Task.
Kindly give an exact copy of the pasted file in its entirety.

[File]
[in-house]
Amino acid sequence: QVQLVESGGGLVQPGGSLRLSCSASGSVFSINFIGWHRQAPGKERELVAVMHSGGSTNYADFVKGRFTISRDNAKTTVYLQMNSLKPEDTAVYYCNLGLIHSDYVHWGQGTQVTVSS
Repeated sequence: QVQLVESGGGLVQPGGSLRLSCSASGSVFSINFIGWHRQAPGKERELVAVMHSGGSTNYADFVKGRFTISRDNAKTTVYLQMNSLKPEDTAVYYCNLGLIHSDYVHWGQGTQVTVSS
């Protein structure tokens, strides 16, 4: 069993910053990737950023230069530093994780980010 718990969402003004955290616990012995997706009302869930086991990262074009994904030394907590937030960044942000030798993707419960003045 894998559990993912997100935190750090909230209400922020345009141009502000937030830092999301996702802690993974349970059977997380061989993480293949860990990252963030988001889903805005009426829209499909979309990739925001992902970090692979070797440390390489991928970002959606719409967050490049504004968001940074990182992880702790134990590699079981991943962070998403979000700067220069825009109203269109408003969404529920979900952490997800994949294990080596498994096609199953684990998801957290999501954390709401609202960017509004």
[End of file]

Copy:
[in-house]
Amino acid sequence: QVQLVESGGGLVQPGGSLRLSCSASGSVFSINFIGWHRQAPGKERELVAVMHSGGSTNYADFVKGRFTISRDNAKTTVYLQMNSLKPEDTAVYYCNLGLIHSDYVHWGQGTQVTVSS
Repeated sequence: QVQLVESGGGLVQPGGSLRLSCSASGSVFSINFIGWHRQAPGKERELVAVMHSGGSTNYADFVKGRFTISRDNAKTTVYLQMNSLKPEDTAVYYCNLGLIHSDYVHWGQGTQVTVSS
């Protein structure tokens, strides 16, 4: 069993910053990737950023230069530093994780980010 718990969402003004955290616990012995997706009302869930086991990262074009994904030394907590937030960044942000030798993707419960003045 894998559990993912997100935190750090909230209400922020345009141009502000937030830092999301996702802690993974349970059977997380061989993480293949860990990252963030988001889903805005009426829209499909979309990739925001992902970090692979070797440390390489991928970002959606719409967050490049504004968001940074990182992880702790134990590699079981991943962070998403979000700067220069825009109203269109408003969404529920979900952490997800994949294990080596498994096609199953684990998801957290999501954390709401609202960017509004």